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Understanding wrongful termination and next steps

For the most part, California employers are free to fire their employees for any number of reasons: because the employee is doing a bad job, because the company needs to cut costs or even because the employer just doesn’t like the employee’s attitude. However, there are some reasons for termination that violate state or federal laws.

When this happens, the worker may have cause for a claim of wrongful termination.

Wrongful termination

Wrongful termination is sometimes known as wrongful dismissal or wrongful firing. The termination is considered wrongful if it violates federal or state law or if it violates the terms of their employment contract. An employment contract violation may involve an employee who is terminated before their contract is expired without cause, for example.

It may include a firing based on an employee’s race, gender, age, religion, disability or because they reported discrimination or illegal activity in the workplace. Wrongful termination may also occur if the employer fires the employee for taking leave under the Family and Medical Leave Act or for refusing to perform an illegal act.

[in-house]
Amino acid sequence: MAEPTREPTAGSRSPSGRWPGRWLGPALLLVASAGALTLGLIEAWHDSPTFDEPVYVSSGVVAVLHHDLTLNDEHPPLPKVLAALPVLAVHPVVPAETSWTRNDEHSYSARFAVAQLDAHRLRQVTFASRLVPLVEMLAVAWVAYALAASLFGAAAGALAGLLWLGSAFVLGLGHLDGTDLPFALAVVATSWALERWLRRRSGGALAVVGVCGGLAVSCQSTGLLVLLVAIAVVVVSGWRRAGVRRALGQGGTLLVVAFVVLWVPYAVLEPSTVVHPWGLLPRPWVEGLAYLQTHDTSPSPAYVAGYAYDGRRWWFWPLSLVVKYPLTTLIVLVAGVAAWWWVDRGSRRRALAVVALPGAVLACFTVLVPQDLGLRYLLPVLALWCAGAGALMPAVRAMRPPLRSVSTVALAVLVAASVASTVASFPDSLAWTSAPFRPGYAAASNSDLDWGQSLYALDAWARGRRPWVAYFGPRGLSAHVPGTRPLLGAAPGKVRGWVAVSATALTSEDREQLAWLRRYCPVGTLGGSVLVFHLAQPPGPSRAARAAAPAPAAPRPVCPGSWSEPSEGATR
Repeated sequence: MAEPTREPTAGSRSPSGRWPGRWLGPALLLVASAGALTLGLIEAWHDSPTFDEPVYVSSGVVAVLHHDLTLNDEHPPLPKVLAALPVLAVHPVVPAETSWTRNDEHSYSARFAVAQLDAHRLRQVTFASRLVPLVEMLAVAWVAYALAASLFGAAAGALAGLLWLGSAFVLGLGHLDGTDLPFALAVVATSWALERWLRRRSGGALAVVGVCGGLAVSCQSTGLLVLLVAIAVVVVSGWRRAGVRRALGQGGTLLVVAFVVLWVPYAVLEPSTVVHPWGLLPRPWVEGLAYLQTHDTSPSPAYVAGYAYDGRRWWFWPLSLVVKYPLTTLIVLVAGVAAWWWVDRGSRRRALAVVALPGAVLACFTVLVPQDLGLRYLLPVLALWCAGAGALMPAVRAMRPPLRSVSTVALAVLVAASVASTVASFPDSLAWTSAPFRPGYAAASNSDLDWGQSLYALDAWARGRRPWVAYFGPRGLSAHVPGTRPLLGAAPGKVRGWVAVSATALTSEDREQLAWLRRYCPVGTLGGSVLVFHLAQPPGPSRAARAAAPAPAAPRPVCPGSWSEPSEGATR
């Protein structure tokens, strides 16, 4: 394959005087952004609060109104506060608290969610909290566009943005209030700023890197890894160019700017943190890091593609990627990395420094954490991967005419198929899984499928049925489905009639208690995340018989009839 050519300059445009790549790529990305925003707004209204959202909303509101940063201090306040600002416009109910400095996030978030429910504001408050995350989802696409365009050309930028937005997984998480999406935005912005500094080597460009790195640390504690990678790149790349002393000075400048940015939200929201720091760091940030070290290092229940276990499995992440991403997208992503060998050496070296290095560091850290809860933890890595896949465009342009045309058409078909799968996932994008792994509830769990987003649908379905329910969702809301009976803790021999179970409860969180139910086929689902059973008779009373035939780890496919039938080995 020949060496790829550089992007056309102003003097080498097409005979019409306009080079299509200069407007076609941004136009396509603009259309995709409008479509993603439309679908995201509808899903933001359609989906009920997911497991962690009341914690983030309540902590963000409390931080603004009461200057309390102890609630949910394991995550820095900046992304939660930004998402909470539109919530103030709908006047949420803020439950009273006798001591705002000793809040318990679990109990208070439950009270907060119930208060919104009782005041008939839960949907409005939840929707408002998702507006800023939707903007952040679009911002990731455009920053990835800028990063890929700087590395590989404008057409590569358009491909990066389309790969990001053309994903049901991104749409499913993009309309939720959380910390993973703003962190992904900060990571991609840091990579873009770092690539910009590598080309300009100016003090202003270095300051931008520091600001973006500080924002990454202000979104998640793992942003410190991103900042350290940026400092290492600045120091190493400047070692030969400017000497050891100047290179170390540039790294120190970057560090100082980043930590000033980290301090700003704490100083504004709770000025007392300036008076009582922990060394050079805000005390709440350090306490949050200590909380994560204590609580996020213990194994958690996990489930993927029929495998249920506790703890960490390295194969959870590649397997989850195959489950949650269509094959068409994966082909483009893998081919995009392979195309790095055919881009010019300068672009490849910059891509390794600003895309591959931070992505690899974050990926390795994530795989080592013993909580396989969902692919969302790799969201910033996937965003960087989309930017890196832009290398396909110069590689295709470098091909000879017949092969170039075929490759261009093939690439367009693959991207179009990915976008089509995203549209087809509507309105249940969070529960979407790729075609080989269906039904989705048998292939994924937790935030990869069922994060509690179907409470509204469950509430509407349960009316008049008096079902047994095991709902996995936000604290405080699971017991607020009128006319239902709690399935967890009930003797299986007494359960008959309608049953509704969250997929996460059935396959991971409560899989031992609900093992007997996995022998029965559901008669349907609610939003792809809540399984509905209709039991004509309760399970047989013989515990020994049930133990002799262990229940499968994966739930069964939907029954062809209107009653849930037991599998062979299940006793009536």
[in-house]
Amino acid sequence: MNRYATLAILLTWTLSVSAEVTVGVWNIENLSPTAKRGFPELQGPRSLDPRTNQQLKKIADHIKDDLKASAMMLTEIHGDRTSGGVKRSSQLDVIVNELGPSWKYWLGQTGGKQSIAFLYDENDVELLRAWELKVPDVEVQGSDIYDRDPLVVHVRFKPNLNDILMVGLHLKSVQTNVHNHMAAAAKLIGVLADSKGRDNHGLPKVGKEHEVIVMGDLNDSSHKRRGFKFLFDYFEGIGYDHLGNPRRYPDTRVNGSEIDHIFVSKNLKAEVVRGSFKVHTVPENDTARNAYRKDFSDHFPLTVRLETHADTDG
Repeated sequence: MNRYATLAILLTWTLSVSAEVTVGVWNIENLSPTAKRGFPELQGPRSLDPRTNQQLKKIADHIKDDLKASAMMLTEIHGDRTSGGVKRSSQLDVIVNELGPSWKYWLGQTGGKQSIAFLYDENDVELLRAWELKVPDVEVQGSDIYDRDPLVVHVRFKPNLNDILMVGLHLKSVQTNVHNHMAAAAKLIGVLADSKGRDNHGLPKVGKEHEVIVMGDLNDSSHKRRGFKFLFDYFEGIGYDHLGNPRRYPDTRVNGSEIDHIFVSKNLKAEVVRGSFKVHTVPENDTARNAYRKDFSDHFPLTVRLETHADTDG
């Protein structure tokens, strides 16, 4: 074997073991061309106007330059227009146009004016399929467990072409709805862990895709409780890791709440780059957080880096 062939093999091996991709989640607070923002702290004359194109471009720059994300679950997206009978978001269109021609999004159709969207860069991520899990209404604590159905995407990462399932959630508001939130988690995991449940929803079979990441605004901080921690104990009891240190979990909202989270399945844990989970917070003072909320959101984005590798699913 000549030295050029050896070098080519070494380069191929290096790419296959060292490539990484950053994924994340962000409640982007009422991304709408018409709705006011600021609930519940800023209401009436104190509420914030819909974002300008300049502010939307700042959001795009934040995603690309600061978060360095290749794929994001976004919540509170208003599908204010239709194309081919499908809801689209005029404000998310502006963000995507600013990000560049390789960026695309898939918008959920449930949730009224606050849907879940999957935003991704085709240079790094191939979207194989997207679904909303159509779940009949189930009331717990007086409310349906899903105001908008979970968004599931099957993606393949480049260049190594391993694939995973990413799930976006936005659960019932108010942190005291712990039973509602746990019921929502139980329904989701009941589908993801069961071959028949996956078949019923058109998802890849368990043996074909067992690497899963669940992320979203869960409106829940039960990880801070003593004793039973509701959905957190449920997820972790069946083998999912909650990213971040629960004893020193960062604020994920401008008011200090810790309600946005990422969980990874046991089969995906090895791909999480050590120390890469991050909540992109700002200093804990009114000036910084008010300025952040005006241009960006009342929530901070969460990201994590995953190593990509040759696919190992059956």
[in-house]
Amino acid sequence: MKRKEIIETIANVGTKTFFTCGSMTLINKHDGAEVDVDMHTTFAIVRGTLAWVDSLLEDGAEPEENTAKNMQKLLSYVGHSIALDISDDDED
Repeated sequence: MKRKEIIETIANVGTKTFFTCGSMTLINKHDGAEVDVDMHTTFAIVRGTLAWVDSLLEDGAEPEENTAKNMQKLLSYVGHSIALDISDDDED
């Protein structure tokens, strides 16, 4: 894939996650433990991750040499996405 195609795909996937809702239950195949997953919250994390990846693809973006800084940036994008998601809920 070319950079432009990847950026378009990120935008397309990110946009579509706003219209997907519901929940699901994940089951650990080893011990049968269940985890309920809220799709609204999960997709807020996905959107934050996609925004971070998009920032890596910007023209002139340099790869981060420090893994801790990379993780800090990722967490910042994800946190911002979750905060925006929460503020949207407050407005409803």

Employee actions

If an employee believes they were wrongfully terminated, they can file an action against their employer for compensation, including lost wages and benefits. They should review their employment contract and employee handbook, if applicable, to understand their terms and any violations.

It may also be helpful to collect any evidence that supports their claim, like performance reviews, witness statements, emails and other documentation. Employees may also want to consider attending mediation or arbitration to reach a settlement with their employer without going to court.

In addition to damages for lost wages, the employee may be able to seek reinstatement to their position.